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I grew up “fat.”

And I was SO convinced I was fat that I spent most of the time I was in college dieting and running; getting down to 103 lbs. on my 5’4” body and STILL thinking I was fat!

I know many of you can relate to this.
We’re conditioned, as women.

You must look right. Not too fat. Not too thin. You mustn’t have an ass.
Oh, yeah, and your boobs. . .they’re for men’s pleasure, not their intended natural purpose. 
You must be thin but you must have SOME curves. Huh? 
Above all, you must look good to men!

Bullshit! To put it bluntly.
How about: It’s not about what you look like!
How about this: a healthy body attitude is about having a body that you can use as an instrument to do what you choose to do . . . throughout life.

An idea that’s easily lost in our society. Lost amid the skinny models, the multi-million dollar diet industry, and the contrast and contradiction between what “they” (men and corporate culture) say we “should” look like and what’s healthy.

Back to the ‘story.’ . . 
Somewhere, somehow amidst all the BS, I developed a love of bicycling.

Truth be told, a lot of it was originally to spend time with a boy I had a crush on.
A boy, who, looking back now, I think may actually have been gay!

But then I found the exhilaration of propelling down a hill on a bike and I was hooked.
The faster the better.

That was my turning point. The point at which I stopped worrying about “fat Leslie” and learned a healthy respect for fueling my body with nutritious food and staying fit enough to do what I want to do.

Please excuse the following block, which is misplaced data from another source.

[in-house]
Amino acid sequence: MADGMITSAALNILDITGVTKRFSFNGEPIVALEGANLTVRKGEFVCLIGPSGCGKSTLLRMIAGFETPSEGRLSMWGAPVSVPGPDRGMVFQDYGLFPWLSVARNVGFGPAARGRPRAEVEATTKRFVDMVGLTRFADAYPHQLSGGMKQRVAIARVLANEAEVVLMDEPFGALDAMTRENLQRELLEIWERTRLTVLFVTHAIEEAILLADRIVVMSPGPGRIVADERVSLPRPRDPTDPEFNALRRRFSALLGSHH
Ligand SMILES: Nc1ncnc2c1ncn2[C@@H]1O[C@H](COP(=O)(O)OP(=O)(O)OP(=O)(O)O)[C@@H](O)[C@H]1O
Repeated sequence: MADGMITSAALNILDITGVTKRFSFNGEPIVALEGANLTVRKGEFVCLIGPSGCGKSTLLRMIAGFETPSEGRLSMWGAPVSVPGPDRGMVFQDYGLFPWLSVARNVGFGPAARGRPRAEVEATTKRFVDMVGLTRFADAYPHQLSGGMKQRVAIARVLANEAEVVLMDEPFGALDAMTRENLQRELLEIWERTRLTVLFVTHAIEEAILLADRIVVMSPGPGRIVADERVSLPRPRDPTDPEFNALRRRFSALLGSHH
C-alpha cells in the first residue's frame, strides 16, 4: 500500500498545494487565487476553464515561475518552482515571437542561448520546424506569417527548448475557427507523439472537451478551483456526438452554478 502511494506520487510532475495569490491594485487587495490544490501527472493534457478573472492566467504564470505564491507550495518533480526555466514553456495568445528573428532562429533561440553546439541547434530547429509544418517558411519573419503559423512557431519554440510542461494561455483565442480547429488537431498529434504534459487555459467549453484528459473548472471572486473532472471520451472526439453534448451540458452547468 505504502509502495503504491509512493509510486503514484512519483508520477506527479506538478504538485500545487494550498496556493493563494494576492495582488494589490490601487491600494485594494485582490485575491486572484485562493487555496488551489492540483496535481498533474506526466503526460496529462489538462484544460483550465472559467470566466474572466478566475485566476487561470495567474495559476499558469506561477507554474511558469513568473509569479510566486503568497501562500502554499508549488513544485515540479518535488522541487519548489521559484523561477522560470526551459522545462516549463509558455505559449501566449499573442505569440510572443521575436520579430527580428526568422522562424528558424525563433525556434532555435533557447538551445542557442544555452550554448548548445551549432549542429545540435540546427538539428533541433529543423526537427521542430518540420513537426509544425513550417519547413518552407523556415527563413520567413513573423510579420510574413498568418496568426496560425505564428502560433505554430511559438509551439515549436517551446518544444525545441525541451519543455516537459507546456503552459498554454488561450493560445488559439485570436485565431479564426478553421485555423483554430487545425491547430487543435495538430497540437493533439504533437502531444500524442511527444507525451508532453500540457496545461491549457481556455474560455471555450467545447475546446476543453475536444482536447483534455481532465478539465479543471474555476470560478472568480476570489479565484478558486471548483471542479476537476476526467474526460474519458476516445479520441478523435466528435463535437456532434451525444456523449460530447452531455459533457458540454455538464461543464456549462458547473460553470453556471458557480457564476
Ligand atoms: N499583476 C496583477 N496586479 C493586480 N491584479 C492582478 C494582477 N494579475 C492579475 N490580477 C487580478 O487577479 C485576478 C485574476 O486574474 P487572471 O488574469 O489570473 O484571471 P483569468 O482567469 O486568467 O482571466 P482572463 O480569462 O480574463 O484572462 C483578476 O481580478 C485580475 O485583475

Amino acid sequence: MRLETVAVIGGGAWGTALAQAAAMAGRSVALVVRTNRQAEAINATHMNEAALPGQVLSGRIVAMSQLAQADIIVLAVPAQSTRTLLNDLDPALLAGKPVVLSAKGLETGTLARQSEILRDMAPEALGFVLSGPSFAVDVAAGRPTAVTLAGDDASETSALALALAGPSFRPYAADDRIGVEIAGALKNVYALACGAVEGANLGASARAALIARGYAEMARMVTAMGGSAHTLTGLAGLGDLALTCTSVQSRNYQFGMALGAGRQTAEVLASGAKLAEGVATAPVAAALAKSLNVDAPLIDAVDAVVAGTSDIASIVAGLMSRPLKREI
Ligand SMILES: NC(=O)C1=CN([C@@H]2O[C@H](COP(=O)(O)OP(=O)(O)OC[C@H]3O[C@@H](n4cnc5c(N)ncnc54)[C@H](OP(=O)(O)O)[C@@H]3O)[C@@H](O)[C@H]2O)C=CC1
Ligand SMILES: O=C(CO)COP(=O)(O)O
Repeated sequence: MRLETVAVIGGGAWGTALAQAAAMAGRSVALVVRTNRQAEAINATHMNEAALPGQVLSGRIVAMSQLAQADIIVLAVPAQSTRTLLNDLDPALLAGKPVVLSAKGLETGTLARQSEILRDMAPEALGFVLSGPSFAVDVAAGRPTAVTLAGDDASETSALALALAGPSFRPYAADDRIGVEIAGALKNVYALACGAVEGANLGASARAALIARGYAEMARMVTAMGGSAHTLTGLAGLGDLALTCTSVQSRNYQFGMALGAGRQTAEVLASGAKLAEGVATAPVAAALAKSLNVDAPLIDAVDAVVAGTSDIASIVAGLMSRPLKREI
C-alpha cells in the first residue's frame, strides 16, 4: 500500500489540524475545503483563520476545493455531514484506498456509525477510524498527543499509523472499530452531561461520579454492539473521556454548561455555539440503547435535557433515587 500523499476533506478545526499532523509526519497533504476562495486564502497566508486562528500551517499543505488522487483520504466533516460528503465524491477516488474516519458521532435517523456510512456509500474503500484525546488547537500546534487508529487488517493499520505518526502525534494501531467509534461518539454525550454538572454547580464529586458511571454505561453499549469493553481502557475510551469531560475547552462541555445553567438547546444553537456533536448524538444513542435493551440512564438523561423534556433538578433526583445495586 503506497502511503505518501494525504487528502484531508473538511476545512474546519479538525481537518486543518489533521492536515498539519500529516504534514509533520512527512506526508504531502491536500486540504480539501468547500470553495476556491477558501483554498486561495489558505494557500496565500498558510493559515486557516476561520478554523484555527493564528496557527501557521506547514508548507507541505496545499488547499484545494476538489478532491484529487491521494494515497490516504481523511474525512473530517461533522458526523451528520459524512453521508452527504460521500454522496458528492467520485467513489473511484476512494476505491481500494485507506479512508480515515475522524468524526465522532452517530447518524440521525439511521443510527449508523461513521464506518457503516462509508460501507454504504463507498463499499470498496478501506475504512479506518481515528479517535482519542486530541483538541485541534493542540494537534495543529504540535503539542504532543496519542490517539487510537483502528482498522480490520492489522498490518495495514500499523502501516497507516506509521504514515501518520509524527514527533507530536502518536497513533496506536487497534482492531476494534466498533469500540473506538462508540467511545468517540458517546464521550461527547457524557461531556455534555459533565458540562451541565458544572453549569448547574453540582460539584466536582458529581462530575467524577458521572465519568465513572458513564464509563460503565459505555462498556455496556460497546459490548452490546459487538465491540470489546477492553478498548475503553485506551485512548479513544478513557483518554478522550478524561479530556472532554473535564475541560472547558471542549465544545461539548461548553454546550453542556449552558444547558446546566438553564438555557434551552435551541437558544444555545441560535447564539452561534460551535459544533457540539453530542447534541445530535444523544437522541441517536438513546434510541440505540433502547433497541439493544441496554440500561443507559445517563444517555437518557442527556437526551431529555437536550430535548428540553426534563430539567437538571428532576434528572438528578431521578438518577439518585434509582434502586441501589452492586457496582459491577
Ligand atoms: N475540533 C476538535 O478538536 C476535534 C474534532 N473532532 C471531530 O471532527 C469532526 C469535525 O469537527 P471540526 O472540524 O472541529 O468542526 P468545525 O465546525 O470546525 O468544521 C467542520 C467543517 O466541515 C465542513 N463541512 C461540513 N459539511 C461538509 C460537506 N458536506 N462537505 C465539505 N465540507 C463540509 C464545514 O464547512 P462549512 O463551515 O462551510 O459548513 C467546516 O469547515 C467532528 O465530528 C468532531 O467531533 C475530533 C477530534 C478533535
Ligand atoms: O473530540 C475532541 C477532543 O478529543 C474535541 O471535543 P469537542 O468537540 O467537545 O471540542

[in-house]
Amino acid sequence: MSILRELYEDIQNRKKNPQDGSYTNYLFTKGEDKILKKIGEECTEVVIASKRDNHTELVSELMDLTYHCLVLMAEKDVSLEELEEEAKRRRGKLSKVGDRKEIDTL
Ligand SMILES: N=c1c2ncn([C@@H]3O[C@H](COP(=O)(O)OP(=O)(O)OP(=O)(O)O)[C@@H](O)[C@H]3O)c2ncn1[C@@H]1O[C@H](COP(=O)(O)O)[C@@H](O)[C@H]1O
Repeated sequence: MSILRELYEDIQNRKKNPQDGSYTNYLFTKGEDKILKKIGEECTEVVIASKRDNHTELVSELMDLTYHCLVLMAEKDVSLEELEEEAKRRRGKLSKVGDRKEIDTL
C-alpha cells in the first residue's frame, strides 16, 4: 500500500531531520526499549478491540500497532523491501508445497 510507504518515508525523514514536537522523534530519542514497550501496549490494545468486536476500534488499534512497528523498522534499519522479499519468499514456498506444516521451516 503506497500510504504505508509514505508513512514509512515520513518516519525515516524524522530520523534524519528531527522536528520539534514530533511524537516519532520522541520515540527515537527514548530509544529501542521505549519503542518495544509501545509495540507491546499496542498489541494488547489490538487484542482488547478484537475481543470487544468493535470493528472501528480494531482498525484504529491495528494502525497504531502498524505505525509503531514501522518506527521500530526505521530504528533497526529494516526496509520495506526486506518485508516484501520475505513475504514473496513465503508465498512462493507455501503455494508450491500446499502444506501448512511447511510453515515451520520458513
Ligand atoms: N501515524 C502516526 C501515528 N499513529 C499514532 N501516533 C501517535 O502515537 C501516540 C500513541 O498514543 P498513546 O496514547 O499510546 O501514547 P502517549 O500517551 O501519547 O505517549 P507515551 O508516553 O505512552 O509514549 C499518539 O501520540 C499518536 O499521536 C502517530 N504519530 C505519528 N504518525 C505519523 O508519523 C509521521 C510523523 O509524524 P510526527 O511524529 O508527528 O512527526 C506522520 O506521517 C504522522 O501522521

Now “being in shape” became about having the strength and endurance to get up that hill.

Later, it even became about having the strength and endurance to carry everything I needed (indeed almost everything I owned) on a 3 month long 3,000 mile bicycle tour from Billings, Montana to the Oregon Coast and then south to the Mexican Border.

Circling back around to the years of body shaming:
Some years later, I found a picture of myself. You know, one of those pictures that Mom & Dad took on the front steps on the first day of school. I was shocked! 

I saw a little girl who definitely was NOT overweight, let alone “fat.”

Yet all these years later. I STILL constantly have to reframe it ALL THE TIME!

The idea that my body is my own. . .  that women’s bodies are their own.

That our bodies are for OUR use and pleasure; for how we choose.
And then we need to fuel them in a way that’s consistent with allowing us to continue to do the things we want to do till the day we die.

So what kinds of things do you want to be able to do?

It might be as simple as going for a walk on the beach with your family. It could be as complex as taking an extended bicycle tour, hiking the Appalachian Trail, or mountain climbing.

Whatever it is, it’s essential to both fuel your body and strengthen your muscles in a way that’s consistent with your goals, both short and long-term.

So when you look in the mirror and you’re not pleased with what you see, choose to reframe it.

Ask yourself, “How can I fuel my body (nutrition) and what actions (exercise) can I take today to make all my tomorrows days when my body can support the things I choose to do?”

A healthy body attitude is about having a body that you can use as an instrument to do what you choose to do.

It’s a life-long process. Let me know if I can help.

1 Comment

  • Lorna Whiteaker

    Love this.

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